This is very important from the point of view of exchange of segments. The pairing is very specific and allelic loci in each homologue only undergo pairing. The paired chromosomes are called bivalents.

Synapses, which begins during zygotene continues up to pachytene, when chromosomes maintain physical contact at one or more points called chiasmata.

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Mutual attraction brought about by allelic gene loci is believed to be responsible for synapses.

The force of attraction is called the synaptic force. In order to account for the synaptic force Darlington has proposed a theory. The theory is known as the precocity theory.

Precocity theory:

This theory proposed by Darlington C.D. (1937) assumes, that the chromosomes, to have an independent behavior during division, must possess two chromatids. In other words they must replicate as it happens dung mitosis.

However, during early prophase the chromosomes do not replicate and they have only one chromatid which represents an unbalanced or unsaturated state. As a result, the chromosomes seek their partners and pair.

During pachytene, when the chromosomes start exhibiting the double chromatids, their pairing need is satisfied and the chromosomes move apart. Darlington opines that synapses are due to the precocious movement of the chromosomes.

Recent studies at the molecular level of the synaptic phenomenon have indeed supported the precocious movement theory of Darlington.

The studies of Hotta, I to and Stern (1966) have indicated that, some amount of DNA (about 0.3%) is actually synthesised during zygotene and pachytene in the pollen mother cells of Lilium.

The bulk of the DNA however is synthesized during premeiotic interphase. This shortage of DNA (0.3%) according to Stem in responsible for pairing the studies of Bogadnov et al (1968) is Glyclus domesticalis have also revealed a similar synthesis of DNA during meiotic division.

Synaptonemal complex:

The appearance of a complex anastamaose of filamentous structures during the process of pairing has been reported in a number of organisms. This structure called synaptonemal complex is thought to function as a promoter of synapses.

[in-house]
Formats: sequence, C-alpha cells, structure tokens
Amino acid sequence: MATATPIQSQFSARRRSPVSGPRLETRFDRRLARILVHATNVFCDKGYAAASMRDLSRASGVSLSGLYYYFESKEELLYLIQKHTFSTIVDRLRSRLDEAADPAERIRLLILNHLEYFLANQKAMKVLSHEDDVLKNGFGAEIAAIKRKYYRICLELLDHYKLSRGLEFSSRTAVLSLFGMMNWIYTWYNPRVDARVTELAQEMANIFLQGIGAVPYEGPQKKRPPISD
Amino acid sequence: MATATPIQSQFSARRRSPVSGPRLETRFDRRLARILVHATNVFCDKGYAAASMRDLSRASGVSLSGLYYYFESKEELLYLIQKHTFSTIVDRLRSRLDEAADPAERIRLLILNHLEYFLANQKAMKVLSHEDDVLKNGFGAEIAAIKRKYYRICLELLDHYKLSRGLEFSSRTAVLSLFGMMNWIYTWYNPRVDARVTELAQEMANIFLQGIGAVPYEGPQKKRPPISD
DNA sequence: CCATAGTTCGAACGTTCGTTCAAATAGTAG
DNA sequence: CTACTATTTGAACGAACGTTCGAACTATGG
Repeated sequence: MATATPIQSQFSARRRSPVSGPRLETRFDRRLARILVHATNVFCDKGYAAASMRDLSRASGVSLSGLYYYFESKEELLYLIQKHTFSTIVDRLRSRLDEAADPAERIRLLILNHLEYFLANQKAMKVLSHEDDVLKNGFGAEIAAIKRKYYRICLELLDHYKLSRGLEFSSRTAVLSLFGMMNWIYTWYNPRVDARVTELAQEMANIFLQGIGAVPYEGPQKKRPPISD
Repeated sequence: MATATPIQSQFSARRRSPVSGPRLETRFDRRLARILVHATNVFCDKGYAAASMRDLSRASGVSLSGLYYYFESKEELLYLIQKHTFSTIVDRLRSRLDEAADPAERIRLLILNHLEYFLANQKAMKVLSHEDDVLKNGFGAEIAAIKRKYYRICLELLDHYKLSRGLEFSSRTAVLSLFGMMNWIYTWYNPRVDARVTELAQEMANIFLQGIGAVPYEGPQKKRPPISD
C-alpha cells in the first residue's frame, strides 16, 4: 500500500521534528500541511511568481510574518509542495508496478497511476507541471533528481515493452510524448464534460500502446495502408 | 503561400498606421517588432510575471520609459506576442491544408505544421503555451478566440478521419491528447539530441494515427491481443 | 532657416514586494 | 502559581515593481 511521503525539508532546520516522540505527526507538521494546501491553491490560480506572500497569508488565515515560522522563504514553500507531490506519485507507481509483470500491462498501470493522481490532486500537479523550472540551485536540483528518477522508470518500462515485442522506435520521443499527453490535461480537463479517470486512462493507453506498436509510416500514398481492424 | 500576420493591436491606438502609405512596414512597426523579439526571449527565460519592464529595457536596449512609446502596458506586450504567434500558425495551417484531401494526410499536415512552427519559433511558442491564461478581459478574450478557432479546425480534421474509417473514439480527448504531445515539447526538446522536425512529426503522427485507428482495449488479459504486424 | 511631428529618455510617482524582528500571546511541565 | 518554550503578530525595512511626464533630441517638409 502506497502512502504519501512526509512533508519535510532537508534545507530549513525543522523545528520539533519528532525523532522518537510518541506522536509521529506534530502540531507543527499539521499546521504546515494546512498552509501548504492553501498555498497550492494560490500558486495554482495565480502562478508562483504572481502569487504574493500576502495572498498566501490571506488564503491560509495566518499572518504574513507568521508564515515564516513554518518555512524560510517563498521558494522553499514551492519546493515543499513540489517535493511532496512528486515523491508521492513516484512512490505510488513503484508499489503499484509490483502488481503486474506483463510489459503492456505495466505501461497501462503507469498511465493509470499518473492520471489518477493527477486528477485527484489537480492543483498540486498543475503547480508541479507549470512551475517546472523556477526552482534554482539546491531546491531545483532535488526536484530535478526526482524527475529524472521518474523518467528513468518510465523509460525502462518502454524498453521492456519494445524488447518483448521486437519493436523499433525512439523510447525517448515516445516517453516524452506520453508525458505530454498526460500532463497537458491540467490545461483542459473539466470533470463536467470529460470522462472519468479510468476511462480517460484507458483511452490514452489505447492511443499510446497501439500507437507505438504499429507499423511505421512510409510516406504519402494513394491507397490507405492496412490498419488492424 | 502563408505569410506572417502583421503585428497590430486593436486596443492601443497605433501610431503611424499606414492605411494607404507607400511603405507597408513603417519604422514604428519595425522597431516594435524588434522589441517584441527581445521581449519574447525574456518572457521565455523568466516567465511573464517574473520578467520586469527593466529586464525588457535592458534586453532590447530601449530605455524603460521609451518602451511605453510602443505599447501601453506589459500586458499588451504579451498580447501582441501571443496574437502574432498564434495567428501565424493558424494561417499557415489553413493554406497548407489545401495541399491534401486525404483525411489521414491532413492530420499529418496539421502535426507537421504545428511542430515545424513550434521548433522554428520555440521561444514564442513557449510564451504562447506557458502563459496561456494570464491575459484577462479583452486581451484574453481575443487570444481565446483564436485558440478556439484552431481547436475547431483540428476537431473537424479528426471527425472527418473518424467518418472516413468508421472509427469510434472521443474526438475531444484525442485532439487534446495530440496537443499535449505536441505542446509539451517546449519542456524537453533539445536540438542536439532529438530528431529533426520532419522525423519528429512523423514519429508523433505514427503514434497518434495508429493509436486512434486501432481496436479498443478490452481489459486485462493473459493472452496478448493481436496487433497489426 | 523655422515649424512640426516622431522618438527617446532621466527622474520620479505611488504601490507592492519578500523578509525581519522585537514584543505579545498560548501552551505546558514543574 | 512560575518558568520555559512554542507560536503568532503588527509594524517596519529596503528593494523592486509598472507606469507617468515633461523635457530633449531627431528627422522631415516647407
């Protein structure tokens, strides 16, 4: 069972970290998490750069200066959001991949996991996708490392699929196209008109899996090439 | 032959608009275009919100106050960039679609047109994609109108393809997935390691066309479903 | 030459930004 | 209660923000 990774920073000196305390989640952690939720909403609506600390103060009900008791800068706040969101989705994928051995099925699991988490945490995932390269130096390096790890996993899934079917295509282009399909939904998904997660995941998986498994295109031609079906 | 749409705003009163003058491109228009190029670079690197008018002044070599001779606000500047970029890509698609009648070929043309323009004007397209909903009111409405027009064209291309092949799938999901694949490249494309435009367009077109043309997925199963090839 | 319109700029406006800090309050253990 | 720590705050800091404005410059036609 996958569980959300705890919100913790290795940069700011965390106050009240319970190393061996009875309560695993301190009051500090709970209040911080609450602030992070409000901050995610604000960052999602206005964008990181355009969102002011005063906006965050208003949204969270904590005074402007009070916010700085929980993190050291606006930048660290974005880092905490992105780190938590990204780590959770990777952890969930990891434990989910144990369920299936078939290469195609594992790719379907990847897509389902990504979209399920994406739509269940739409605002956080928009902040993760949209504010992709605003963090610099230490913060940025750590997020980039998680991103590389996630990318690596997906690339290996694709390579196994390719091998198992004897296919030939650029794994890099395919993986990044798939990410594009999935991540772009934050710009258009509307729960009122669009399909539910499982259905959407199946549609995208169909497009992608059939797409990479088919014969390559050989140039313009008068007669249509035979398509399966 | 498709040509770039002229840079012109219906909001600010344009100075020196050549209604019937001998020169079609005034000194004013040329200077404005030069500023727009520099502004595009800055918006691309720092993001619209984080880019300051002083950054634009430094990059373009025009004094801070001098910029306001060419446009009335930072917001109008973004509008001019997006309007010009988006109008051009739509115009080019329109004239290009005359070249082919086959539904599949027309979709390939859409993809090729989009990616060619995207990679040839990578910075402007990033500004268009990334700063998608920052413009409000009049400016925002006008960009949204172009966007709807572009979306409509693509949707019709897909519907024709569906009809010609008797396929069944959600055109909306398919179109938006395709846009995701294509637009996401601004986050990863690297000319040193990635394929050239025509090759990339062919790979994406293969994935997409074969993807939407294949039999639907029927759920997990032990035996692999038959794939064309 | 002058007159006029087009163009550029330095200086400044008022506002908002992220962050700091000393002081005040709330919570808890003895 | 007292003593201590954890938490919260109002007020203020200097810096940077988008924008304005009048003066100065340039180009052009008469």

(b) Duplication of chromosomes:

The bivalents undergo duplication during pachytene. Each chromosome now consists of two chromatids (but the Centromere will not divide); thus there will be four chromatids (tetrad).

(c) Crossing over:

This takes place at the tetrad or the four strand stage. At the time of cross over the two opposing non sister chromatids (chromatids belonging to two different chromosomes), have a break at identical points.

This is brought about due to the action of the enzyme endonuclease. The two chromatids exchange an identical length of the genome. After exchange the segments fuse with the chromatids due to the action of the enzyme called ligase (Stem and Hotta, 1969).

There is some synthesis of DNA during this stage, as it is necessary to repair the broken points of the chromosome. The crossing over is physically demonstrable in the form of chiasma.

(d) Terminalization:

After the exchange of segments, the two chromosomes start moving away from each other as the synaptic force lapses. The separation begins from the centromere and moves towards the ends of the chromosomes.

It is this uncoupling of chiasma that is called terminalization. During diakinesis the homologous chromosomes get separated except at their ends.